Named for Georges-Louis Leclerc, comte de Buffon, the * Buffon’s Needle Drop* problem estimates the value of pi with a simple experiment. Celebrate Pi Day on March 14 (3.14) by testing Buffon’s Needle.

## Why Experiment with Buffon’s Needle?

The Buffon’s Needle experiment combines a fundamental mathematical constant, pi, with the math of calculating probabilities and the process of scientific experimentation.

## What is Pi Day? Why Celebrate Pi Day?

Since pi’s value is approximately 3.14159…, Pi Day is celebrated on 3.14, or March the fourteenth.

Pi is the irrational number that relates the circumference of a circle to its diameter, per the equation “pi = [pi] = C/d = 2*r/d”. (‘C’ is the circumference, ‘d’ the diameter, and ‘r’ the radius of a circle).

Pi is an important part of many branches of mathematics, from geometry and trigonometry through calculus and beyond.

## The Theory behind Buffon’s Needle

This experiment began with gamblers betting whether an object dropped onto a tiled floor would land entirely within one tile or cross a line between tiles. Buffon realized that the ratio of the size of the object versus the tile would provide the probability of “inside” or “across”.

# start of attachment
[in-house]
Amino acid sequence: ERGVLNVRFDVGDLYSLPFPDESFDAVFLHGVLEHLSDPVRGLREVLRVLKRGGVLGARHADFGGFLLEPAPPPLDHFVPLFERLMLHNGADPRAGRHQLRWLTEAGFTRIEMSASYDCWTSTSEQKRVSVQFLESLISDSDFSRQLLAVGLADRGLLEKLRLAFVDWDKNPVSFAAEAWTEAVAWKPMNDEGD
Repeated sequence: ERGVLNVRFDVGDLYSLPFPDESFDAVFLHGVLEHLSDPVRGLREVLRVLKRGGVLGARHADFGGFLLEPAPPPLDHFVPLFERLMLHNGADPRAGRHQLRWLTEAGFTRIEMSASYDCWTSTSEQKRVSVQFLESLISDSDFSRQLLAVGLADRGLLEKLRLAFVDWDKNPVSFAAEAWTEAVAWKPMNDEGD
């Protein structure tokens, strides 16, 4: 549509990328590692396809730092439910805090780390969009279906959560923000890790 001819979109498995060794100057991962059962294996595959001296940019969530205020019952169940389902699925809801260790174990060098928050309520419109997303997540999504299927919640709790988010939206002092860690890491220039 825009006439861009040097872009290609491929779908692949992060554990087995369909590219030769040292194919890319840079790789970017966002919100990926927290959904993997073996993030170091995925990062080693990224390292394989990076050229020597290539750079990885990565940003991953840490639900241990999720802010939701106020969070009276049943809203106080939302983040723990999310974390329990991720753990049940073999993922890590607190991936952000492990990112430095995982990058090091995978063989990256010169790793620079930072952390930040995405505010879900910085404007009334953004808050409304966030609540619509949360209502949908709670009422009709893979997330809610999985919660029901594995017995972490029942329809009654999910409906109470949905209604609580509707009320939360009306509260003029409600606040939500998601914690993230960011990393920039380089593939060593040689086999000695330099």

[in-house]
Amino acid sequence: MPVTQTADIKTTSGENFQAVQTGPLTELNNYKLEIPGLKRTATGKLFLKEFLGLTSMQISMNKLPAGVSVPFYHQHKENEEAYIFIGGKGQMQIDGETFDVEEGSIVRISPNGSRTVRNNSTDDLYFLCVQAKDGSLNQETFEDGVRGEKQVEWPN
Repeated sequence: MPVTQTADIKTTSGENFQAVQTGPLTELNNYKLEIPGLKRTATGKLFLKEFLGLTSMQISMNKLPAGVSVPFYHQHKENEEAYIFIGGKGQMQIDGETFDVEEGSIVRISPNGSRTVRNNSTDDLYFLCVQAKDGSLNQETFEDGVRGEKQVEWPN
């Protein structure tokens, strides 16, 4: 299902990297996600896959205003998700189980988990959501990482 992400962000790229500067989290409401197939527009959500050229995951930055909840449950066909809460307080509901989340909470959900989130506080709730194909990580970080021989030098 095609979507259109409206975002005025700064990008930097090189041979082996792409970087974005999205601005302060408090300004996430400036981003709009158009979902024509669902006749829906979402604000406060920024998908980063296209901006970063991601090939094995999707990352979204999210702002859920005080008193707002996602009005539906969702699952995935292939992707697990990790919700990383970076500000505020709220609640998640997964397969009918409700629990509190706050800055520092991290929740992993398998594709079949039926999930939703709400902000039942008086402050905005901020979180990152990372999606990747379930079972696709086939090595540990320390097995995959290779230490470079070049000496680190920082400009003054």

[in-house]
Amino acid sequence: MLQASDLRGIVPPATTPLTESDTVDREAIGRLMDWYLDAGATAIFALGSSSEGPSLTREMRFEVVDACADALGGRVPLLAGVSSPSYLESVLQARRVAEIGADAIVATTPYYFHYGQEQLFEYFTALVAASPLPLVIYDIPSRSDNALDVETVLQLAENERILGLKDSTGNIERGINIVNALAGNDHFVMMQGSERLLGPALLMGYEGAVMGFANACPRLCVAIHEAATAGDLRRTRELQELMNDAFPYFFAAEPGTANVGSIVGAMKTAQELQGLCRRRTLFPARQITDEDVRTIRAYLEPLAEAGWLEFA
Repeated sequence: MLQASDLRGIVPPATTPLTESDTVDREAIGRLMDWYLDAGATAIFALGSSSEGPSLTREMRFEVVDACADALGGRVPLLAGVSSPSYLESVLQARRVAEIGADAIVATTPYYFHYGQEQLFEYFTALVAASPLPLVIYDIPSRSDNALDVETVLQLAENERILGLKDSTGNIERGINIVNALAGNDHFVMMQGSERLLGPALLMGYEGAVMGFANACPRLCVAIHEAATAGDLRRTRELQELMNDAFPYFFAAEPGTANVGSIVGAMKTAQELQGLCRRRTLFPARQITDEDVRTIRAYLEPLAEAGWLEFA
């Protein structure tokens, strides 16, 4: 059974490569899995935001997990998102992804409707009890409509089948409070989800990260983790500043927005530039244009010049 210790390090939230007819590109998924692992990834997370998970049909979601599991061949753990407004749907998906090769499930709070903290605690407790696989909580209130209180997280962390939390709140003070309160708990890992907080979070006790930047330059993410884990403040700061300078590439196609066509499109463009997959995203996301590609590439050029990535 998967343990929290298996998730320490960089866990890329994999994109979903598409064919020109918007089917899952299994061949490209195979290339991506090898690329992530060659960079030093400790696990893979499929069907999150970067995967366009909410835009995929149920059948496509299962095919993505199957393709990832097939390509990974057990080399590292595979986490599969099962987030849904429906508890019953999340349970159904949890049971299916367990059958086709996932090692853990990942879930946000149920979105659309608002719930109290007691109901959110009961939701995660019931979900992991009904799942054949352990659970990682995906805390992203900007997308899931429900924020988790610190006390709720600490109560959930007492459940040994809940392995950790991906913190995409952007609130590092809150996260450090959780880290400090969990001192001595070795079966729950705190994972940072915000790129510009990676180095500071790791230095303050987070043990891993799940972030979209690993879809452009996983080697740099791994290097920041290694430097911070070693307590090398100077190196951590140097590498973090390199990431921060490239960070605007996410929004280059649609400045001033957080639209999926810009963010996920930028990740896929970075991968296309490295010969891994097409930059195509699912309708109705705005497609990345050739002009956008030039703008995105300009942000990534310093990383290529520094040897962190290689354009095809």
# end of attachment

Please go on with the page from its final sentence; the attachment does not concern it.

Start by considering a carpet with parallel lines or strips. Suppose you drop needles of different lengths onto the carpet, but ensure they always are perpendicular to the carpet’s lines.

If the needle is longer than the distance between the parallel lines, then it will always cross at least one line. Therefore the probability of “across” is exactly one.

If the needle were infinitesimally short, it is almost certain to land between the lines, so the probability of “across” is nearly zero.

In general, the probability that the needle crosses a line is the length of the needle divided by the distance between the lines, but limited to the range from zero to one.

Our experiment is different in two ways. First, all the needles or pencils are the same length. Second, we won’t drop them carefully to land perpendicular to the parallel lines; they can land at any angle.

Decoding Science. One article at a time.